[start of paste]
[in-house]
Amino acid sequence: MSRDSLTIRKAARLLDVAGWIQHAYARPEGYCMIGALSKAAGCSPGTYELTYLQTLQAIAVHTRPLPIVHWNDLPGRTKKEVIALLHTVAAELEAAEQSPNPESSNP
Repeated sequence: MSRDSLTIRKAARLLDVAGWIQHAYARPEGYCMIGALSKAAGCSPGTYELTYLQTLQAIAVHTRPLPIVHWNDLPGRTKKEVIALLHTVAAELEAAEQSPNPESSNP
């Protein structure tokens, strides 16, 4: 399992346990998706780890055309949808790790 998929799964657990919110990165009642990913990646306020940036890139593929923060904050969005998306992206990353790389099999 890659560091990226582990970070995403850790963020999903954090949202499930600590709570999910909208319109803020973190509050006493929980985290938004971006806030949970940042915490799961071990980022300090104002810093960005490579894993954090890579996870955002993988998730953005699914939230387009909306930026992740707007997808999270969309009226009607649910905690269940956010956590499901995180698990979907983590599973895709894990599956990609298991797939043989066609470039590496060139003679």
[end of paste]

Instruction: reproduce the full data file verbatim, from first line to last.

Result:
[in-house]
Amino acid sequence: MSRDSLTIRKAARLLDVAGWIQHAYARPEGYCMIGALSKAAGCSPGTYELTYLQTLQAIAVHTRPLPIVHWNDLPGRTKKEVIALLHTVAAELEAAEQSPNPESSNP
Repeated sequence: MSRDSLTIRKAARLLDVAGWIQHAYARPEGYCMIGALSKAAGCSPGTYELTYLQTLQAIAVHTRPLPIVHWNDLPGRTKKEVIALLHTVAAELEAAEQSPNPESSNP
């Protein structure tokens, strides 16, 4: 399992346990998706780890055309949808790790 998929799964657990919110990165009642990913990646306020940036890139593929923060904050969005998306992206990353790389099999 890659560091990226582990970070995403850790963020999903954090949202499930600590709570999910909208319109803020973190509050006493929980985290938004971006806030949970940042915490799961071990980022300090104002810093960005490579894993954090890579996870955002993988998730953005699914939230387009909306930026992740707007997808999270969309009226009607649910905690269940956010956590499901995180698990979907983590599973895709894990599956990609298991797939043989066609470039590496060139003679």